Lecture Series

Written by Will Baum
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A lecture series is only as good as the speakers included. A badly thrown-together lecture series is like a long series of meals with the bore in your family--same old jokes, same old wisdom. Like the song says, "You're talking a lot, but you're not saying anything."

Sometimes it only takes one great speaker to hold together a series. A lecture series about political journalism that features an appearance by Bob Woodward is going to be a good one, almost no matter how underwhelming the rest of the speakers are. Woodward is the prolific author of "Plan of Attack," "Bush at War," and a dazzling number of other tomes, going back to "All The President's Men," which he co-authored with Carl Bernstein. Woodward has access to the corridors of power. What he reports often changes the way that power operates.

A dull line-up of numbers crunchers talking about teamwork can't help but be enlivened by the insertion of a figure from the world of sports. Who better to talk about working together under pressure? There are great speakers who are regulars on the lecture circuit representing just about every sport imaginable. Thinking baseball? Perhaps Johnny Bench or Steve Garvey will do. Thinking football? The long list of speakers is available includes luminaries from John Elway to Marcus Allen to Don Shula.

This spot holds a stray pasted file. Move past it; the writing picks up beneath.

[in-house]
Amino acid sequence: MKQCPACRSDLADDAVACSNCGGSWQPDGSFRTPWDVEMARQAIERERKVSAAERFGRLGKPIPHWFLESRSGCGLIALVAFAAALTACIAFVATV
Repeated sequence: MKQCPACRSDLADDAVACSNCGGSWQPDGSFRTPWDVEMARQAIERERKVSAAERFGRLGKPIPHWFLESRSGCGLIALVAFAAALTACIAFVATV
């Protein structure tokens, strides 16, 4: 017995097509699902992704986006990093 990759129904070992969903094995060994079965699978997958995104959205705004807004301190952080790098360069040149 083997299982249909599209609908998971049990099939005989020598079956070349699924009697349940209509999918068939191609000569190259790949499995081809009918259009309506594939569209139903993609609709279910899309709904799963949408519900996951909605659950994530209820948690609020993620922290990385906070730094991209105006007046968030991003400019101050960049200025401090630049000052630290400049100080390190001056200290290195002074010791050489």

A Lecture Series Depends Upon Great Speakers

Sometimes it's good to mix things up. Add a politician to a lecture series about sales; throw a boxer into an academic series about the nature of war; ask a man to speak about menopause. Expertise often overlaps in interesting ways. When booking a lecture series, try to remain open-minded. Variety, they say, is the spice of life.


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